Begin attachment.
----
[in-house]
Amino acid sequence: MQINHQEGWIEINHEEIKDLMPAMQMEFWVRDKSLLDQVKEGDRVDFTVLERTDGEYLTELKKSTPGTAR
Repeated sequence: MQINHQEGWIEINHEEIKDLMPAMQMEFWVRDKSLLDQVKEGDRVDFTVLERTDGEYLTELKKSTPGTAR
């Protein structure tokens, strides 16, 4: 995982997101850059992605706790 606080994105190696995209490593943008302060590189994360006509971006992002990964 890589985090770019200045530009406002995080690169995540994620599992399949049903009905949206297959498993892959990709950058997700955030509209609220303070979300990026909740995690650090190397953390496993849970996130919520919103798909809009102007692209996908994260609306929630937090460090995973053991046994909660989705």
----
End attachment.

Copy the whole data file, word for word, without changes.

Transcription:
[in-house]
Amino acid sequence: MQINHQEGWIEINHEEIKDLMPAMQMEFWVRDKSLLDQVKEGDRVDFTVLERTDGEYLTELKKSTPGTAR
Repeated sequence: MQINHQEGWIEINHEEIKDLMPAMQMEFWVRDKSLLDQVKEGDRVDFTVLERTDGEYLTELKKSTPGTAR
């Protein structure tokens, strides 16, 4: 995982997101850059992605706790 606080994105190696995209490593943008302060590189994360006509971006992002990964 890589985090770019200045530009406002995080690169995540994620599992399949049903009905949206297959498993892959990709950058997700955030509209609220303070979300990026909740995690650090190397953390496993849970996130919520919103798909809009102007692209996908994260609306929630937090460090995973053991046994909660989705």